Ensure browser plug-ins/add-ons are regularly updated

Many web based threats attempt to exploit known browser plug-in vulnerabilities. These un-patched plug-ins increase the success rate of any drive-by download. Instead of relying on employees to regularly update their browser plug-ins, it might be worth investing in a centrally managed update mechanism for applications and browser plug-ins. On a side-note, one of my personal favourite plug-ins is No-Script for Firefox. It prevents any cross-site scripts from running unless explicitly allowed by the user.

Follow secure coding practices for company websites

Countless websites are poorly coded and are susceptible to SQL injections attacks, cross-site scripting (XSS), cross-site request forgeries (CSRF) and a slew of other security maladies. Collectively, we need to make it more difficult for cybercriminals to compromise our websites. Until "hacking" into websites stops being a low-cost/high  reward equation the problem will only worsen. Do not be part of the problem; do not allow your corporate website to be a propagator of malware. Ensure your web team is following secure coding best practices.

The ever-increasing business reliance on the web coupled with the trend of legitimate sites being compromised unabashedly means the task of battling malware will remain difficult. The goal should not be to prevent all malware from entering the enterprise but rather to mitigate the risk that web-based malware poses to your company.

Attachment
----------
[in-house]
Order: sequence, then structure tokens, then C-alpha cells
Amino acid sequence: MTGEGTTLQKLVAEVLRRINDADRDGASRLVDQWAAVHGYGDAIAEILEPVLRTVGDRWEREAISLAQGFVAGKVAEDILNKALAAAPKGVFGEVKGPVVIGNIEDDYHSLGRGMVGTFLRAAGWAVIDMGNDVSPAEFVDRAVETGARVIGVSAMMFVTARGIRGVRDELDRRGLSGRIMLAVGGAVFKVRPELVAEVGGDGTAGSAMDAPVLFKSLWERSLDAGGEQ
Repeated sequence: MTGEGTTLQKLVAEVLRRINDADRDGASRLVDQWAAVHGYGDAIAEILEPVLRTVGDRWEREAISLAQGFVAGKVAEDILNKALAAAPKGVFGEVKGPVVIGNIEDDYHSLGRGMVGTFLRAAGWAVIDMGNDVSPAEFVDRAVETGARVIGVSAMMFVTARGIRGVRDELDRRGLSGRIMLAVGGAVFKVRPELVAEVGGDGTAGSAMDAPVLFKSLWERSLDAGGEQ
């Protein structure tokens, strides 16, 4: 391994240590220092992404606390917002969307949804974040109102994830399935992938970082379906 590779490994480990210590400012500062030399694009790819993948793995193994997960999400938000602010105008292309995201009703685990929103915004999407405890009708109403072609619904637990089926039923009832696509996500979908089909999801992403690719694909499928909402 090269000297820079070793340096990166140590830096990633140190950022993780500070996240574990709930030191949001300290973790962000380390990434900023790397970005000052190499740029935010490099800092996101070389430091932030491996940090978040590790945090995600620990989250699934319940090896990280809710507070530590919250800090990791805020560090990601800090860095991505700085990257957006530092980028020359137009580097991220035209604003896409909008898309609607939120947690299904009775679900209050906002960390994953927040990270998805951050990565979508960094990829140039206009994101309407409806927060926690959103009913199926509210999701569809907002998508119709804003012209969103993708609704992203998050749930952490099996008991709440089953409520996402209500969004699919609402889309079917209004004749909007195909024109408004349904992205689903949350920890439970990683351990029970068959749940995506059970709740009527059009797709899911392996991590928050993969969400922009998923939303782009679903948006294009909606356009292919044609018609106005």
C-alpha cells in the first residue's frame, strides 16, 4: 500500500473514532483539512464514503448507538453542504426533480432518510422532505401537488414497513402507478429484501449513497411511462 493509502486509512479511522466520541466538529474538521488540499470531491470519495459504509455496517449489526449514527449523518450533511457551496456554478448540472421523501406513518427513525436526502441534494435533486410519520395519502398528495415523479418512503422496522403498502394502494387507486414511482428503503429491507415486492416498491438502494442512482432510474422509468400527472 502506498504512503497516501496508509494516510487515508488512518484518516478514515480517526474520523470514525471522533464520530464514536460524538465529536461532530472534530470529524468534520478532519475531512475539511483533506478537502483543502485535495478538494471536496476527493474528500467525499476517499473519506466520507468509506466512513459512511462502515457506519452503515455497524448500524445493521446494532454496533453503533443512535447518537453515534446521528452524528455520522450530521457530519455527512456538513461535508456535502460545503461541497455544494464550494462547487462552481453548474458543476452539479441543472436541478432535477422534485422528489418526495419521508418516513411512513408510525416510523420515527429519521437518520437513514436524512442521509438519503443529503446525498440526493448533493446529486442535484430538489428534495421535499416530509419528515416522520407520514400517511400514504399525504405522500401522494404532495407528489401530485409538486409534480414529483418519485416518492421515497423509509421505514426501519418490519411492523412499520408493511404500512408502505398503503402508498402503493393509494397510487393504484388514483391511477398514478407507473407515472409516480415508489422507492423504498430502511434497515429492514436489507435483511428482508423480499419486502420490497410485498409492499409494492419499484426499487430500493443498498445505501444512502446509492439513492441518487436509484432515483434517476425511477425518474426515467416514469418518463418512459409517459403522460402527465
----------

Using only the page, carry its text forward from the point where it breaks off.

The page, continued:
About

Dominic Vogel is currently a security analyst for a financial institution in beautiful Vancouver, British Columbia.

1 comments
JCitizen
JCitizen

I also suggest we start using utilities that can foil the mission of the criminals by working well in an infected environment, and be resistant to manipulation; usually by working at close to the operating system kernel level. Your HIPs suggestion is good, and I also recommend a good password encryption manager, and a keyboard/video scrambler to thwart the spies you will inevitably contract from normal web existence. I have no affiliation with Keyscrambler but it is the only one I've tested that blocks every spy engine scheme that is known. Rapport is gaining a good reputation for providing a good browser "bubble" that is resistant to same, but also blocks several types of attempted browser manipulation; up to and including SSL session riding. For merchant sites that wish to reduce the kinds of problems that can happen in today's threat environment, it can't hurt to provide a rock solid multi-factor authentication scheme also. One of the most simple and creative of these I've seen in a while is [i]Passwindow[/i], which seems to have a lot going for it - even for mobile devices - and I quite frankly think it has "chip-and-pin" beat, in this arena. Once again I will state that I have no affiliation with any of these companies, and my opinion is simply one of experience and observation.